A few recent nonprofit marketing campaigns have given us pause to consider: is it best to gain attention even if it means losing a few delicate souls? Or is it wiser to tread carefully and continue to gently court favour from your audiences?
Both approaches have merit, though the conservative approach is in the overwhelming majority. Why? Because people in charge are terrified of offending people. They don’t want to stand out, make enemies or create headaches. Courage in the nonprofit marketing world is in short supply. Those in charge shy away from approaches deemed too intense, confronting, high-falutin or divisive.
The good folk at UK’s Pilion Trust are made of sterner stuff and partnered with mega-global communications giant Publicis to create a video destined for controversy – and lots of free media coverage.
Faced with typical nonprofit marketing restrictions; small budget, unsexy cause, no celebrity support and a crowded marketplace, Pilion Trust flicked the switch to ‘shock’ with its F#$@ the Poor video. Behind the swearing is a clever concept or premise: people offended by bigotry towards the poor; who claim to advocate for them; who challenge the sign-wearer were also very slow to lend financial assistance when politely asked. In other words – talk is cheap; put your money where your mouth is.
Were people offended when the video was released. Yep. But who cares? As Savvas Panas, the chief executive of the Pilion Trust, said: “We understand that some may be shocked by this footage. We are more offended however, that people across the United Kingdom are living in adverse poverty.” Nice line.
The Every Australian Counts campaign didn’t hold back when it released this message via social media and beyond. No swearing, but no punches pulled either.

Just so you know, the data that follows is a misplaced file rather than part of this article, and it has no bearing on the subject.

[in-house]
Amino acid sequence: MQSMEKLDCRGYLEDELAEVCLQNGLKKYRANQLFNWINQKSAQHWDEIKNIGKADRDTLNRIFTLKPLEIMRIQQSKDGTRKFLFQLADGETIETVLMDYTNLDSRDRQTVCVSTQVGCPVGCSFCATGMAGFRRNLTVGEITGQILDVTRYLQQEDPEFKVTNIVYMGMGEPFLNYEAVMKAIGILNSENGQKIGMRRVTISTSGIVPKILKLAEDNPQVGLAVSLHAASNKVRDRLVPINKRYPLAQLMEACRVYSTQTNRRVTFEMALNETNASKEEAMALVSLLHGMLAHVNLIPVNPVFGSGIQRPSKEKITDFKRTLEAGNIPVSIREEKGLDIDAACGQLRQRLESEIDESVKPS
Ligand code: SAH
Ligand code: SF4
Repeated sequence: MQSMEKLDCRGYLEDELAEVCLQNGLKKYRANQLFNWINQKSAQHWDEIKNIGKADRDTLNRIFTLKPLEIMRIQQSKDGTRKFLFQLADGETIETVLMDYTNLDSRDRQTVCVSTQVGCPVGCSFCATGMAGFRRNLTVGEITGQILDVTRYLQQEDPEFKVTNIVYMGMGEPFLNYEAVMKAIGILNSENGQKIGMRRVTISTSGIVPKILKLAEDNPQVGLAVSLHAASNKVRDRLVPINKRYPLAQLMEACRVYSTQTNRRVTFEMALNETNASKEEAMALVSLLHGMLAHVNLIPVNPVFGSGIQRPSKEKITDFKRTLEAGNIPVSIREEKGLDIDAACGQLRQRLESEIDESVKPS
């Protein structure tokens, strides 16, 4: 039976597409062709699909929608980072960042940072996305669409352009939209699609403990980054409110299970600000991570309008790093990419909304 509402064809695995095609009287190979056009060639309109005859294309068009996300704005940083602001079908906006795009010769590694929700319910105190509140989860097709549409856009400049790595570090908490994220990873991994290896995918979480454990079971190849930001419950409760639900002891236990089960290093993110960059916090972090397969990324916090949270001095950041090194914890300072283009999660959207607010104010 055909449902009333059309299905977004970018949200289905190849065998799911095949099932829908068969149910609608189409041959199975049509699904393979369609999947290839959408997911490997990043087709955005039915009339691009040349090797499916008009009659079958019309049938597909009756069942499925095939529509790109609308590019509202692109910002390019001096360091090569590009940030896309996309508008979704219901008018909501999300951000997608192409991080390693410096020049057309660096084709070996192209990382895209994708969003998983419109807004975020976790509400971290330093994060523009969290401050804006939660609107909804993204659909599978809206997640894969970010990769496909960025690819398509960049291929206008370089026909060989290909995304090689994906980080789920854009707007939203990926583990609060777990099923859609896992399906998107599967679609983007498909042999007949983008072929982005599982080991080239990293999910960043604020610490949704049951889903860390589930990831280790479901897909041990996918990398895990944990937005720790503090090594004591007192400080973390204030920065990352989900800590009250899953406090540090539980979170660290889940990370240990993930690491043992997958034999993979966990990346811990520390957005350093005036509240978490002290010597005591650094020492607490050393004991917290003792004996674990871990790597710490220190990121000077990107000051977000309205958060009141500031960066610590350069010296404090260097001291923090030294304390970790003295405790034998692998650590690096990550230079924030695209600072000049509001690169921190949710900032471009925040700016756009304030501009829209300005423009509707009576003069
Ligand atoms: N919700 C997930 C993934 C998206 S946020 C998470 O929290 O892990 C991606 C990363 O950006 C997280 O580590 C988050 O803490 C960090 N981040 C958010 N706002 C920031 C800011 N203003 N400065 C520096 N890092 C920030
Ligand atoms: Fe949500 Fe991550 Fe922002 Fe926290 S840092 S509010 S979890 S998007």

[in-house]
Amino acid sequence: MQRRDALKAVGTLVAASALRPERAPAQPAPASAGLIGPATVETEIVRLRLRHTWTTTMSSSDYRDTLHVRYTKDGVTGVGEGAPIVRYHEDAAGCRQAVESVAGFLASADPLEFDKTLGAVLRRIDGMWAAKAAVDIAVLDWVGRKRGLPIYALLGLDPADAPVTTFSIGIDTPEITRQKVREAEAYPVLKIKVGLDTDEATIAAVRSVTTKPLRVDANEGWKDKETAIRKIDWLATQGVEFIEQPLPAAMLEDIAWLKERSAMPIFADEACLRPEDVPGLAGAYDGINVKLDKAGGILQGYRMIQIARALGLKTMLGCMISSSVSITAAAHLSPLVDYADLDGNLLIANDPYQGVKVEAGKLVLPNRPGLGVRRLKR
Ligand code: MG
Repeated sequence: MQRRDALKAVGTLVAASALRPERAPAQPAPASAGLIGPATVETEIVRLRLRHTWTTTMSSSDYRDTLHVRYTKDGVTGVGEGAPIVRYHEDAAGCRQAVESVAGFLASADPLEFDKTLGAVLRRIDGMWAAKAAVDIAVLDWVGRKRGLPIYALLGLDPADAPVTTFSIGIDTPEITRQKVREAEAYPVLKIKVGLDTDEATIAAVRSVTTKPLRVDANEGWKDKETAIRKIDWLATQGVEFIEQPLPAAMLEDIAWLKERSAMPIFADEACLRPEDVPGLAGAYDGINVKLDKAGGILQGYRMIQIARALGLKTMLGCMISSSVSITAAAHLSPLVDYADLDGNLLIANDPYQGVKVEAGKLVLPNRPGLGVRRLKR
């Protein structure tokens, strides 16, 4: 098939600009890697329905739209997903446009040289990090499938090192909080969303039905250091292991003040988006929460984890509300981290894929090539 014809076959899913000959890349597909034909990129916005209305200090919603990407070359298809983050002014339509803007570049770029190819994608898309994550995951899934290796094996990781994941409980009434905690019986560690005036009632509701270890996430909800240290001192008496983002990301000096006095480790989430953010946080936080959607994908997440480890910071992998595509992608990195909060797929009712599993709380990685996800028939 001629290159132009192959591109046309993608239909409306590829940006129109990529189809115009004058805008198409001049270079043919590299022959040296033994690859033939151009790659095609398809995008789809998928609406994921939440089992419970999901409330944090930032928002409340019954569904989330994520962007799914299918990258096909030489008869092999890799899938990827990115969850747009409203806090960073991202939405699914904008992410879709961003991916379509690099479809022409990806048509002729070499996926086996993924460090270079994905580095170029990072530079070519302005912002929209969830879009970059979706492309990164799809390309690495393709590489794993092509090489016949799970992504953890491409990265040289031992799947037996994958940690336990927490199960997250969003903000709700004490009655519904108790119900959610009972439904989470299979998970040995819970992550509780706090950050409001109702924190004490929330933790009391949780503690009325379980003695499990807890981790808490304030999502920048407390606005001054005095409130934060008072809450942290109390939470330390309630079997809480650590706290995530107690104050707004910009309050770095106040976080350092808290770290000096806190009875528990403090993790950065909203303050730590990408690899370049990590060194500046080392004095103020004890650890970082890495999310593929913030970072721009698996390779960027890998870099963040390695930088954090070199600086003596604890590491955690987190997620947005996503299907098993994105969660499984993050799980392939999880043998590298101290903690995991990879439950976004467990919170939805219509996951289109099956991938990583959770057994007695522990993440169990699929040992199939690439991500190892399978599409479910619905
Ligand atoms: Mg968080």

Some thoughts on a good campaign:
1. No attention = no impact. It’s that simple – if you don’t grab the attention of all those busy, bored, self-interested, Facebooking, fast-food dining, tired and dispassionate souls out there you will stand no chance to win them over with your carefully crafted messaging and heart-lifting imagery. Of course impact needn’t be created by hard-hitting approaches. Humour and absurdity make an impact too – though it’s far harder to get right.
2. Hard-hitting / high concept campaigns get to more people via the media coverage they inspire, than via the channels of the actual campaign. That’s a HUGE boost to your bottom line and campaign reach. How much is a page 8 pic and story worth to you? What if the coverage is similar to that given to Save the Children UK’s latest (stupendous) effort?
3. You win some, you lose some. Any true supporter will overlook their offence. Those who sever ties over some offensive word, nudity or an approach weren’t real supporters to begin with. Your chief concern should be igniting the supporter base which will otherwise sit dormant. Beyond that you want to pique the interest of new folk.
4. Put complaints in perspective. Nonprofits are v ery sensitive to criticism from stakeholders and the public. If you ever get the chance to unleash a campaign that is likely to cause a stir, have an understanding that a few negative comments is just that – a few negative comments. The I Wish I Had Breast Cancer campaign surely upset thousands.
5. Change hurts. Going from business-as-usual marketing to hard-hitting or confronting is not easy. The reason for your change in approach may have to be explained to your tried and trusted supporters, especially the V.I.Ps.
6. Consistency matters: A bad-assed campaign belongs to a bad-assed nonprofit. If you can’t deliver on the tone you set, don’t assume the tone. Animals Australia (on the left) hits hard but that’s exactly what we expect from them. BTW please spend 2m to support the campaign here.